Mr. Topaze: Insufficient Fun, by David Bax
Mr. Topaze, the only feature film on which Peter Sellers is credited as director, was re-titled I Like Money for its initial U.S. release. While that’s a boring title, it takes its name from the film’s highlight, a musical number sung by Nadia Gray. That doesn’t happen until over an hour in and it’s the rare moment in the film that shows a spark of life.
Sellers stars as Mr. Topaze, a principled but effete French schoolteacher. He loses that job, though, when he refuses to change the grade of a student whose family is one of the school’s biggest donors. It’s more an act of obliviousness to the way the world works than of sacrifice, though. Topaze’s obtuseness makes him the perfect patsy, then, for a corrupt politician, Castel Benac (Herbert Lom), to install as the figurehead of his Parisian business/money laundering front. Topaze is smart, though, and once he finally realizes what’s going on, he manipulates his position to his own great advantage.
Sellers seeks to contrast Topaze’s proletarian-style modesty and Benac’s lush excess in a glorious widescreen frame. But the CinemaScope logo at the beginning promises an ornate and immersive world that, sadly, Mr. Topaze fails to deliver.
It doesn’t help that the film seems not to have been well-preserved. Film Movement is releasing a new 2K restoration via virtual cinemas starting Friday and the source element is reportedly “the lone surviving 35mm print.” As is often the case with distribution prints, much of the color has faded. It’s also worth noting that the audio mix seems to have the dialogue too low. Perhaps that’s an inherent issue, though, as it matches Sellers’ overall tepid approach.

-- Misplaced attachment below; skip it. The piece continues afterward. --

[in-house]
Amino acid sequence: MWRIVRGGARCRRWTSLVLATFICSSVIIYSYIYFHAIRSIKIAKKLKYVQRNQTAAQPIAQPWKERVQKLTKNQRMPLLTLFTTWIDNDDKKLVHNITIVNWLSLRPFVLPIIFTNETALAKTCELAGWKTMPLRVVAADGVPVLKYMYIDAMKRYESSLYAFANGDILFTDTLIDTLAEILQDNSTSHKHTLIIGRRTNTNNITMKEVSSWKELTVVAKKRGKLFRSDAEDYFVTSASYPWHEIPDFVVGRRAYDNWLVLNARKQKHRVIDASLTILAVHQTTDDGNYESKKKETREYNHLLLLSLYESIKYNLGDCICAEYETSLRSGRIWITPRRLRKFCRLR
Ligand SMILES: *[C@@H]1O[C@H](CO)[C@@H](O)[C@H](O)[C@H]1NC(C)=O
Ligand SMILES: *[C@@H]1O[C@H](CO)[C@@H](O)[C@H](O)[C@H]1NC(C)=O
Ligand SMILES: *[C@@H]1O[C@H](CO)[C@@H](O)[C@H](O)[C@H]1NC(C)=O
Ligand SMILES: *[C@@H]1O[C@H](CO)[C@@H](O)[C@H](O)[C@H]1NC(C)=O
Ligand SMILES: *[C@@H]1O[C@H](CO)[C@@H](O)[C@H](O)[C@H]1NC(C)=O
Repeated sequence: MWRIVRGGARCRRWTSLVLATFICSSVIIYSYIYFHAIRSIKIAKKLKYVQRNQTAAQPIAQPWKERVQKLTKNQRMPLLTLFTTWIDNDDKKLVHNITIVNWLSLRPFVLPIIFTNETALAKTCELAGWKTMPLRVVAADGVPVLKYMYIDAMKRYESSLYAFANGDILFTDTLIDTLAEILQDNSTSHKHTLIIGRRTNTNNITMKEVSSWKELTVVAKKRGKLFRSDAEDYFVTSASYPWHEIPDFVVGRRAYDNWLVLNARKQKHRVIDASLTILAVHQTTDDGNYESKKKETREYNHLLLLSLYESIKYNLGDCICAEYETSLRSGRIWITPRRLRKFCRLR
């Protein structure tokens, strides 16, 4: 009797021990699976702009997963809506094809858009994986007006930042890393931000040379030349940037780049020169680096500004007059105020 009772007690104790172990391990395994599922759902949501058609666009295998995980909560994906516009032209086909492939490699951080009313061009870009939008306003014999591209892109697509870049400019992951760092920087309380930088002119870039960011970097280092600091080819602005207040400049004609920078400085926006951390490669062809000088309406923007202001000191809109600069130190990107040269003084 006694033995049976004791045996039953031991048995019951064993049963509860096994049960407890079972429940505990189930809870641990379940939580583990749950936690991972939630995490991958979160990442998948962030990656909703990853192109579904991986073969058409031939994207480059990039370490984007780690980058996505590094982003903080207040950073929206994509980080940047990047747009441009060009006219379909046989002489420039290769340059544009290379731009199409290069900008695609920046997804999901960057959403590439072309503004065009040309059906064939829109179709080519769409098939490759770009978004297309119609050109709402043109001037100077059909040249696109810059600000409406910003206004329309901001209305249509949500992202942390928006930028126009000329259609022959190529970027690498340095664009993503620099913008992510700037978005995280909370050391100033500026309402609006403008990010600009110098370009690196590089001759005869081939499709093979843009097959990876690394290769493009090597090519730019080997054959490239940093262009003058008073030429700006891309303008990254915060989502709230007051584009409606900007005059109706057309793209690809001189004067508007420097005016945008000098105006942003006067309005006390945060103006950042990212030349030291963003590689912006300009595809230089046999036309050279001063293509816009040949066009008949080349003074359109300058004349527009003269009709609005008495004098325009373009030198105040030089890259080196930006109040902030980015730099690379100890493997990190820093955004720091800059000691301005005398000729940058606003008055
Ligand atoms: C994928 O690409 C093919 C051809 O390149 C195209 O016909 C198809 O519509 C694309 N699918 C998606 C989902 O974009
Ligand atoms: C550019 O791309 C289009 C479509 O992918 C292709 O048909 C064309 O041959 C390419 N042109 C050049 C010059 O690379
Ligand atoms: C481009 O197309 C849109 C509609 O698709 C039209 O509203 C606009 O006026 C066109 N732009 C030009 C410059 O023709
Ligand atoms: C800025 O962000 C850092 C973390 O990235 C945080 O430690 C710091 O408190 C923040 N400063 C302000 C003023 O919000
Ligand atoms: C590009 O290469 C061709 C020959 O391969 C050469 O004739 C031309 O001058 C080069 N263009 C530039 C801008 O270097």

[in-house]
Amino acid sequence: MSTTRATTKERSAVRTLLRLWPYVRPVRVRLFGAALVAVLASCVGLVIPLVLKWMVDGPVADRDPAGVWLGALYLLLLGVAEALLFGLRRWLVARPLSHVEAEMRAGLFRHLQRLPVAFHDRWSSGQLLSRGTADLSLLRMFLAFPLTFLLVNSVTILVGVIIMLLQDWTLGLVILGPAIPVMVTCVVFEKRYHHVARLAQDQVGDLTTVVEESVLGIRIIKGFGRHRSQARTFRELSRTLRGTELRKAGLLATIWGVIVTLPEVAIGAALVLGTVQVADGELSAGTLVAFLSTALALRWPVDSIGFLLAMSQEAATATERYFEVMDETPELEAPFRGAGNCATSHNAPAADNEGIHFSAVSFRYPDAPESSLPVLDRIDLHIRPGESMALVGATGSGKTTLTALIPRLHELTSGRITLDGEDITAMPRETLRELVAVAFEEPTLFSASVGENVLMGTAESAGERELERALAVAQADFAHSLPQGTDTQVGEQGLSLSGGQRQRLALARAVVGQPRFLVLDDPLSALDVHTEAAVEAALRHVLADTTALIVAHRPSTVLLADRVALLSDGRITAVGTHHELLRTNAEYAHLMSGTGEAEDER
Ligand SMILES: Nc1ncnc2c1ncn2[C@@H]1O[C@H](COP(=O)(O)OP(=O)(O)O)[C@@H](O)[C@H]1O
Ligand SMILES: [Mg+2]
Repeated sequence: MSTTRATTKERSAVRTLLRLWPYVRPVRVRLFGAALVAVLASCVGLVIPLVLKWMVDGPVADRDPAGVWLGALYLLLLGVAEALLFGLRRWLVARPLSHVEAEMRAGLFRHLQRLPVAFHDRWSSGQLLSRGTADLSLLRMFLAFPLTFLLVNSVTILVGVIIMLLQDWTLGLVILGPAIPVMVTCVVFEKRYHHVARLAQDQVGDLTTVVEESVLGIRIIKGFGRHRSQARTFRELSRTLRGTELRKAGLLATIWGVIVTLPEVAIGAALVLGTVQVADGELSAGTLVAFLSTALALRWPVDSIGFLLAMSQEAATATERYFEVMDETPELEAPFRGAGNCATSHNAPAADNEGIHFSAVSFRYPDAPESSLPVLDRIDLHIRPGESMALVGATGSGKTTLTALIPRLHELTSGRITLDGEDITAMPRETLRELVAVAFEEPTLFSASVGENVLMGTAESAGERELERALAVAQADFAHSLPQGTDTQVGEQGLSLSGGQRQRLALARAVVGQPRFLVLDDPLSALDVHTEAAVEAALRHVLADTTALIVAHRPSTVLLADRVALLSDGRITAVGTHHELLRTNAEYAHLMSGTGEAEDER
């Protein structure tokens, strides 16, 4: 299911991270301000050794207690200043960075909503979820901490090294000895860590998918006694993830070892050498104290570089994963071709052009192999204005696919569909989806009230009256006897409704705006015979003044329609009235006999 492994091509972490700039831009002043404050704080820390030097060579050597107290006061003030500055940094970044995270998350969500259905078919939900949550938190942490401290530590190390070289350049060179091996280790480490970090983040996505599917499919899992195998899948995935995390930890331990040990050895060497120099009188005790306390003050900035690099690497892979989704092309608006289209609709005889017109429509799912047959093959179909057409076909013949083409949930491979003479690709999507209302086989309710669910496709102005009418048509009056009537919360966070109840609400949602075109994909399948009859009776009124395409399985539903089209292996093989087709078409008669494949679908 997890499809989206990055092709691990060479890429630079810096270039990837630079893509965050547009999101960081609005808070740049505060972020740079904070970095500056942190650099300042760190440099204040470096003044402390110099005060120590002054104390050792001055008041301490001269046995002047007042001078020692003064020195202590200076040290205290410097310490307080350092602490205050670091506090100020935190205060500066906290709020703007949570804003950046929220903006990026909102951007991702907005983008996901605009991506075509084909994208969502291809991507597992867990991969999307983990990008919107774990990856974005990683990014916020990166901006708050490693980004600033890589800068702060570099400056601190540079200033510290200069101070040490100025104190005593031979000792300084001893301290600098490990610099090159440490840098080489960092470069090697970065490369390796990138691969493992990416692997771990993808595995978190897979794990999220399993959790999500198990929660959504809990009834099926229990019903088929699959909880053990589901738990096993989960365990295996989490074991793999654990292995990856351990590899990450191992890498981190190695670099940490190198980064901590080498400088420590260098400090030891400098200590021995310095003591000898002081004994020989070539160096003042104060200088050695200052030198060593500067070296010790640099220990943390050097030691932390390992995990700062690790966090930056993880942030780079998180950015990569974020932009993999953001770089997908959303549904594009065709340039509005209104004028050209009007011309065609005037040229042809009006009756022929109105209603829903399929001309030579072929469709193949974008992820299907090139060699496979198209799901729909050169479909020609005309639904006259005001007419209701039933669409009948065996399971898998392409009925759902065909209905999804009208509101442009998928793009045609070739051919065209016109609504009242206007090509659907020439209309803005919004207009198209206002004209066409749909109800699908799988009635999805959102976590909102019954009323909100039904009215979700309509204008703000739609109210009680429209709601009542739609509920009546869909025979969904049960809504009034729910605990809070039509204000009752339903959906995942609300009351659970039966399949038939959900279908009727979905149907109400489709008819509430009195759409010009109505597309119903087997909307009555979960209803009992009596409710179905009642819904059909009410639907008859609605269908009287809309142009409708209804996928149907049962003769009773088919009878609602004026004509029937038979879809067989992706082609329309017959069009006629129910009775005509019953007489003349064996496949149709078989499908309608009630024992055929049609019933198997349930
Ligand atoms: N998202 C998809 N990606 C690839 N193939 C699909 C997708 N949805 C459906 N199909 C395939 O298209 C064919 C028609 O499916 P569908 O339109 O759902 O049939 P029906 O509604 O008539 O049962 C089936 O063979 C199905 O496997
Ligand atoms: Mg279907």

In Seller’s hands, what ought to be a sharp satire about the seductive power of wealth instead becomes a flat, anti-capitalist polemic. With Topaze looking for all the world like Leon Trotsky and plastering his classroom with proverbs about the evils of money, it’s clear what he represents at first. But that’s just empty sloganeering, it seems, once he actually understands “how the wheels go round.” Wise to the futility of trying to beat ’em (the chief of police is already on Benac’s payroll), he decides instead to join ’em. Not seeming to realize he’s working from a comedic script, Sellers depicts this as prosaic tragedy, wringing no satiric snap from lines like, “If the world were properly organized, I’d be in prison right now.”
There’s no argument to be made that the restoration and preservation of the only film directed by one of the great comedic talents in the history of cinema is anything but worthwhile. It’s good that Mr. Topaze has survived but, with its nonstop, undynamic limpness, it still seems to be comatose.